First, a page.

First, they had assessed Trump’s initial posturing as drawing the USA away from international engagements. The Trump administration, however, was merely changing its manner of engagement from promoting multilateral approaches to relying on unilateral measures to confronting global problems – and to Trump, the USA’s prime international problem was China.

Second, the confident assumption Xi displayed at Davos that it was time for China to take a global leadership role, in fact, finally roused Washington to the threat to its primacy posed by Beijing.

The US response was not long in coming. On the economic front, the Trump team named China an “economic aggressor”; declared a trade war on Beijing via prohibitive tariff increases on Chinese imports; initiated a technological war by banning the use of telecommunications equipment from Chinese firms that were deemed national security risks; sought to change the character of China’s state capitalism by demanding a reduced role for the state in the Chinese economy; aimed to decouple China and the USA by ending the USA’s dependence of China for manufactured goods and China’s dependence on US high technology; and put an end to Washington’s benign approach to the TNC-China alliance by discouraging US TNC’s from investing in China and explicitly asking them to leave China and re-shore (White House Office of Trade and Manufacturing Policy 2018).

US corporations were routinely denounced by Trump officials like Trade Adviser Peter Navarro as accomplices of China’s destruction of the USA’s manufacturing base. In the most publicised case of curbing cutting-edge technology transfer under Trump, the USA banned the Chinese high-tech corporation Huawei from obtaining technology developed by US firms to advance its 5G communications technology. Huawei, the administration alleged, had been funded by and worked closely with the Chinese state, creating what Washington considered a dangerous national security situation (CNBC, August 18, 2019).

Realising that they had, like Frankenstein, created a monster with their devil’s bargain of trading technology for short-term profits, many key US TNCs backed Trump’s crusade, bringing to a dramatic close the 25-year-long China-TNC alliance.

Trump steered away from the corporate accommodation with China towards the Pentagon’s view of China as the country’s main global rival, making provocative moves such as installing the THAAD anti-missile defence system in South Korea over Beijing’s protests, deploying intermediate-range missiles in the Pacific after the USA withdrew from the Intermediate Range Nuclear Forces Treaty in 2019, and heightening aggressive US naval patrolling in the South China Sea (see Stashwick 2019).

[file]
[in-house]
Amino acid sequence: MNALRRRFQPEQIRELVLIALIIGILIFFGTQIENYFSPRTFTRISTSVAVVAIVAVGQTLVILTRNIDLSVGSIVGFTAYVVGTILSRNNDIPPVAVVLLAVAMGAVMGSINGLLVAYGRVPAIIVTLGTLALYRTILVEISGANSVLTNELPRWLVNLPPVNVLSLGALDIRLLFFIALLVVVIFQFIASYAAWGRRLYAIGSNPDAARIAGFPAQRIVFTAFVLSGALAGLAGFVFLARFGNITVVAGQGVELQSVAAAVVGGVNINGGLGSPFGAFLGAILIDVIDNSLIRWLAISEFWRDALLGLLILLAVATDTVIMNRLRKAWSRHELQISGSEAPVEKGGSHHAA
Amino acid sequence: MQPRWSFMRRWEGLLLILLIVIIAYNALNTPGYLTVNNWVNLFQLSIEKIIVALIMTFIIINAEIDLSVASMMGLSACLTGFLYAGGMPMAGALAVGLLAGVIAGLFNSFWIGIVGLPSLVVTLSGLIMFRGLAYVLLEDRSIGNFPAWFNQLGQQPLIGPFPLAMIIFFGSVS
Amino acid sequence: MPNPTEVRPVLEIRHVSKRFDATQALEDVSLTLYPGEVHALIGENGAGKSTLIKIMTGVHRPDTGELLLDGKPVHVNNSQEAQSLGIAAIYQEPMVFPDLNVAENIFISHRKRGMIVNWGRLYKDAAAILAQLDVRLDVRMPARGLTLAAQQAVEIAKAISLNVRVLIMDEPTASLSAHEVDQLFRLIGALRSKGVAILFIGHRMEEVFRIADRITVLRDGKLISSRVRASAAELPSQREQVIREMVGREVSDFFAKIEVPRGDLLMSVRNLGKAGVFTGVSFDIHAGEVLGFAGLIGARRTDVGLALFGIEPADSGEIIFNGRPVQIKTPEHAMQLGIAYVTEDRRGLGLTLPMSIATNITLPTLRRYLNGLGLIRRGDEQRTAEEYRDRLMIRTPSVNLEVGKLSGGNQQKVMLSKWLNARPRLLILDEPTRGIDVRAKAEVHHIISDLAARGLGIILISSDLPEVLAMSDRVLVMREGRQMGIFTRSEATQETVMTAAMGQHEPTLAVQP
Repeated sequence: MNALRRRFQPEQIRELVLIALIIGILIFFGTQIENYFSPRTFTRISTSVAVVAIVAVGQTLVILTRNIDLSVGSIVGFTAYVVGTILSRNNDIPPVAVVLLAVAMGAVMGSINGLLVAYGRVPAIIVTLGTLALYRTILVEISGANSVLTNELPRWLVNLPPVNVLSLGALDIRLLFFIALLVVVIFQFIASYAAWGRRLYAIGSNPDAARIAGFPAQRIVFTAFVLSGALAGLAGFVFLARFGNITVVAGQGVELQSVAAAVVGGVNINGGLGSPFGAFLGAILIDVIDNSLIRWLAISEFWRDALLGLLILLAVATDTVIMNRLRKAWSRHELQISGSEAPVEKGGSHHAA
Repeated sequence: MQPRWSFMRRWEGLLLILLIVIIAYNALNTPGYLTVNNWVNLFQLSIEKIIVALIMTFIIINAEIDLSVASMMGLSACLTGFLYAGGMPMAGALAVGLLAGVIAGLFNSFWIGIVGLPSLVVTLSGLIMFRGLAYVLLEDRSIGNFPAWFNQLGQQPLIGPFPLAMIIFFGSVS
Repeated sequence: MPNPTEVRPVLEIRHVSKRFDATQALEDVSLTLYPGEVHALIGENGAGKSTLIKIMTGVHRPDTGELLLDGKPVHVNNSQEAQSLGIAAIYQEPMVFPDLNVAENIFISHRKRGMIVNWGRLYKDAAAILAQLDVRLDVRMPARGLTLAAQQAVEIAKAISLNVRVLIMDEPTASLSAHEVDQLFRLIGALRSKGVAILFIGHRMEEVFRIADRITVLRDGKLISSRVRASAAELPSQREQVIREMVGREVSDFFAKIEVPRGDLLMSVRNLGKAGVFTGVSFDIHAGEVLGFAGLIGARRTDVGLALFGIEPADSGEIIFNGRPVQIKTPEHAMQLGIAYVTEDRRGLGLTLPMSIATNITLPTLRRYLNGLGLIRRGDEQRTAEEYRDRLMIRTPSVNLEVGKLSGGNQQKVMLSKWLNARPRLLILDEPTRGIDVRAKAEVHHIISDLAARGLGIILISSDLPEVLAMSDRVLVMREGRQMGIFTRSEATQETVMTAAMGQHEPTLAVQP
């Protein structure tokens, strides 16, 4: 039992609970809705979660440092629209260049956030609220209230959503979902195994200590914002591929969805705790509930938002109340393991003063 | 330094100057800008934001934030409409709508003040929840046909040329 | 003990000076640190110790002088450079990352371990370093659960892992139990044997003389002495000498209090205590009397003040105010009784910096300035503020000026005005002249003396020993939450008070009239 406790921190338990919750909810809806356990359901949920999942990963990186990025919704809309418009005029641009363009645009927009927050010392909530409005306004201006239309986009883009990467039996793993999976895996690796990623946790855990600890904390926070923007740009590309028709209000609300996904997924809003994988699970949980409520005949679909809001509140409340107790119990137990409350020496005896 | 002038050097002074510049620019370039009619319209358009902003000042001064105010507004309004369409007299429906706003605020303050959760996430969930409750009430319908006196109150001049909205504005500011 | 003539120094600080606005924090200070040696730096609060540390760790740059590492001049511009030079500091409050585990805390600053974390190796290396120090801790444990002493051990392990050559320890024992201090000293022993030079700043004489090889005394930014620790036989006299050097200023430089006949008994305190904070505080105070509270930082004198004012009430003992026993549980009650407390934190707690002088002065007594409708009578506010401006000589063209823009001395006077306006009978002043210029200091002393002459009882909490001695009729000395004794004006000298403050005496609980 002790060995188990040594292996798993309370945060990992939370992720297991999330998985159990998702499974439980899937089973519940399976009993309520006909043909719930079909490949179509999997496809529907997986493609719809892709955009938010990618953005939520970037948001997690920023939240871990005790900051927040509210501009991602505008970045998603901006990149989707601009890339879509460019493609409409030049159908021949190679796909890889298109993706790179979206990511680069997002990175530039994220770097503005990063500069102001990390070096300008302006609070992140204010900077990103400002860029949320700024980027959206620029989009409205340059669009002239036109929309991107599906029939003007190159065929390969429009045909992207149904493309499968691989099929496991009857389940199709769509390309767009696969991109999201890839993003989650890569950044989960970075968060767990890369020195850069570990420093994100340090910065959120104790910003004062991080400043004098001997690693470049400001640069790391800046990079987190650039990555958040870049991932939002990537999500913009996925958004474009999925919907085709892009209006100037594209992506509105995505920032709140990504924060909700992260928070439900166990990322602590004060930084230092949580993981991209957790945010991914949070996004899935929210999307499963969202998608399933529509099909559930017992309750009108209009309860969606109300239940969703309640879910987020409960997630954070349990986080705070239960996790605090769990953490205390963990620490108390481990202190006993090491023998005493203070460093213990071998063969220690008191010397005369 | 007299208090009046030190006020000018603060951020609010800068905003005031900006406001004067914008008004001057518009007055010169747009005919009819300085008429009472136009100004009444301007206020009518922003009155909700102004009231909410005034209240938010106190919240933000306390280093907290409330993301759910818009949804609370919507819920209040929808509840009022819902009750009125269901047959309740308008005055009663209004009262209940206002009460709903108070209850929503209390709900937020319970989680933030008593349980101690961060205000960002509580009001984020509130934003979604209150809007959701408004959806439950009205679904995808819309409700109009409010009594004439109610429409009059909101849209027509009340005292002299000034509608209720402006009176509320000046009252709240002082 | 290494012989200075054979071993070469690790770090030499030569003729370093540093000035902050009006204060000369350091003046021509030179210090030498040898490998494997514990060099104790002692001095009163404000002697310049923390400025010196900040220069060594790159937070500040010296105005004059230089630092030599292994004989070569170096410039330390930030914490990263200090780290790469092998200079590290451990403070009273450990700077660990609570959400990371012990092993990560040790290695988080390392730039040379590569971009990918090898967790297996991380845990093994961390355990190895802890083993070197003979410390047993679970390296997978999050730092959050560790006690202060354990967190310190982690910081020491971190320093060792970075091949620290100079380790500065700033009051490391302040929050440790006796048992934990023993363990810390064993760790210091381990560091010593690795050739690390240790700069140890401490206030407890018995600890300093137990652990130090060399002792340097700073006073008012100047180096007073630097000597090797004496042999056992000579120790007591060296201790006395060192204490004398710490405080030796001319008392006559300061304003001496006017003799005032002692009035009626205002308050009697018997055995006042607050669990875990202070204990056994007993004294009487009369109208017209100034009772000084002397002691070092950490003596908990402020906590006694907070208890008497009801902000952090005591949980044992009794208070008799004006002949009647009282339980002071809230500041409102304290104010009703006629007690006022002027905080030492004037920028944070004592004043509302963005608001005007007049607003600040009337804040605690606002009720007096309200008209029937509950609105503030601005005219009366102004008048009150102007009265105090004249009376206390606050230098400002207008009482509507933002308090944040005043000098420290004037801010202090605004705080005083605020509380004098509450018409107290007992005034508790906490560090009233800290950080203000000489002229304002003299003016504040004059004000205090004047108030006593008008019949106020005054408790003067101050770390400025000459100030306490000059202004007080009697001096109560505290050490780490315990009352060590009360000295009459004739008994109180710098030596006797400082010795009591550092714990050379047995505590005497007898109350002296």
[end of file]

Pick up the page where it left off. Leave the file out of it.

To leaders in Beijing, fears of a comprehensive US effort to contain China had come true. Indeed, if one were to identify a point where the USA’s political, military, and economic elites moved decisively to define China as a threat to US primacy, it was under Trump.

Upon his assumption of office in 2021, Biden moved to repair damaged ties with Washington’s allies in order to bring US policy back to a multilateral track. The prime objective, however, was the same: to isolate China. Biden kept Trump’s high China tariffs and his allies led a successful effort in Congress to pass the Chips and Science Act, which appropriated $250 billion to build manufacturing and technology to counter China, “embracing in an overwhelming bipartisan vote the most significant government intervention in industrial policy in decades,” as The New York Times (July 27, 2022) put it. Biden’s administration then followed up on Trump blocking telecommunications technology transfer to Chinese firms with a far-reaching ban on the export of advanced microchips to China and on the employment of US citizens and permanent residents in Chinese firms involved in the design and manufacture of artificial intelligence chips, graphic processing units, and central processing units.

Equally important, on the diplomatic front, Biden has been able to obtain a consensus among US allies that China is a rival that threatens the primacy of the West and that the struggle against it would require co-ordinated political and economic action. Ever since the Russian invasion of Ukraine early in 2022, Russia, an ally of China, has served as a proxy for China for the purpose of mobilising NATO and the European Union in an anti-China alliance, a campaign that Washington has carried out successfully. This has had major benefits for Washington’s aim to isolate China militarily in the Asia Pacific, where NATO vessels from the United Kingdom, France, and Germany have joined US, Australian, South Korean, and Japanese ships in so-called freedom of navigation patrols in the South China Sea.